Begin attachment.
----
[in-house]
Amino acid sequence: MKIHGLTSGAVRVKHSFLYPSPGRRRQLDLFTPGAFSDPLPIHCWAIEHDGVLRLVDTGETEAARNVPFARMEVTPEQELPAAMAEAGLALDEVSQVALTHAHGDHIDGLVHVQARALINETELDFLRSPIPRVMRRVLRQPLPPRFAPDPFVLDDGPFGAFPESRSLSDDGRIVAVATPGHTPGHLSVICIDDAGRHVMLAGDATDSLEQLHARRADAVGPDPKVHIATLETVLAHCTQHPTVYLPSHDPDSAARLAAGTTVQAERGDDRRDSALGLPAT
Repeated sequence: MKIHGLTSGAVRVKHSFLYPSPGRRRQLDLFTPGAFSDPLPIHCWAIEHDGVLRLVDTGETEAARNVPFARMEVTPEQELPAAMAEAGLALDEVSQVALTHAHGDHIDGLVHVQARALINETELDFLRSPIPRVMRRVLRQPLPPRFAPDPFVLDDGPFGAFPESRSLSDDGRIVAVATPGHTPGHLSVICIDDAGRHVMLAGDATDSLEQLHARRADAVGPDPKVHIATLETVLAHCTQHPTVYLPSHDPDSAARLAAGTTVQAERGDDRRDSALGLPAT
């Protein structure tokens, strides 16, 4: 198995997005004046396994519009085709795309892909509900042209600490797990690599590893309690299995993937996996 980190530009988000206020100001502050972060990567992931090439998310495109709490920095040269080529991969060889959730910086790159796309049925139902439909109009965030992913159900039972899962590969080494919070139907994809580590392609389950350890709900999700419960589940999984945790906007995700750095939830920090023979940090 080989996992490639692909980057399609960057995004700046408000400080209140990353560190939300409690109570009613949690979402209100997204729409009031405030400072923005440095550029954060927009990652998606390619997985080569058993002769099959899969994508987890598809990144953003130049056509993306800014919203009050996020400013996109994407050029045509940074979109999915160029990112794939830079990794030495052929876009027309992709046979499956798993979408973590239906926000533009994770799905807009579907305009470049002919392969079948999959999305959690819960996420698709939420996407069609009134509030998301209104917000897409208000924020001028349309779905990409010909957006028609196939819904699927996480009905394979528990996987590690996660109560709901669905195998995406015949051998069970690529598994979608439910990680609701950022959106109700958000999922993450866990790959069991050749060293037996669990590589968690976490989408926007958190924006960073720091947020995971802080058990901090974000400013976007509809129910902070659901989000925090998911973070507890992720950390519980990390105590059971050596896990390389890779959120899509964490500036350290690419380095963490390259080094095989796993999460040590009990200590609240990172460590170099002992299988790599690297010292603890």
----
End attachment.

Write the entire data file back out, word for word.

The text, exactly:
[in-house]
Amino acid sequence: MKIHGLTSGAVRVKHSFLYPSPGRRRQLDLFTPGAFSDPLPIHCWAIEHDGVLRLVDTGETEAARNVPFARMEVTPEQELPAAMAEAGLALDEVSQVALTHAHGDHIDGLVHVQARALINETELDFLRSPIPRVMRRVLRQPLPPRFAPDPFVLDDGPFGAFPESRSLSDDGRIVAVATPGHTPGHLSVICIDDAGRHVMLAGDATDSLEQLHARRADAVGPDPKVHIATLETVLAHCTQHPTVYLPSHDPDSAARLAAGTTVQAERGDDRRDSALGLPAT
Repeated sequence: MKIHGLTSGAVRVKHSFLYPSPGRRRQLDLFTPGAFSDPLPIHCWAIEHDGVLRLVDTGETEAARNVPFARMEVTPEQELPAAMAEAGLALDEVSQVALTHAHGDHIDGLVHVQARALINETELDFLRSPIPRVMRRVLRQPLPPRFAPDPFVLDDGPFGAFPESRSLSDDGRIVAVATPGHTPGHLSVICIDDAGRHVMLAGDATDSLEQLHARRADAVGPDPKVHIATLETVLAHCTQHPTVYLPSHDPDSAARLAAGTTVQAERGDDRRDSALGLPAT
């Protein structure tokens, strides 16, 4: 198995997005004046396994519009085709795309892909509900042209600490797990690599590893309690299995993937996996 980190530009988000206020100001502050972060990567992931090439998310495109709490920095040269080529991969060889959730910086790159796309049925139902439909109009965030992913159900039972899962590969080494919070139907994809580590392609389950350890709900999700419960589940999984945790906007995700750095939830920090023979940090 080989996992490639692909980057399609960057995004700046408000400080209140990353560190939300409690109570009613949690979402209100997204729409009031405030400072923005440095550029954060927009990652998606390619997985080569058993002769099959899969994508987890598809990144953003130049056509993306800014919203009050996020400013996109994407050029045509940074979109999915160029990112794939830079990794030495052929876009027309992709046979499956798993979408973590239906926000533009994770799905807009579907305009470049002919392969079948999959999305959690819960996420698709939420996407069609009134509030998301209104917000897409208000924020001028349309779905990409010909957006028609196939819904699927996480009905394979528990996987590690996660109560709901669905195998995406015949051998069970690529598994979608439910990680609701950022959106109700958000999922993450866990790959069991050749060293037996669990590589968690976490989408926007958190924006960073720091947020995971802080058990901090974000400013976007509809129910902070659901989000925090998911973070507890992720950390519980990390105590059971050596896990390389890779959120899509964490500036350290690419380095963490390259080094095989796993999460040590009990200590609240990172460590170099002992299988790599690297010292603890």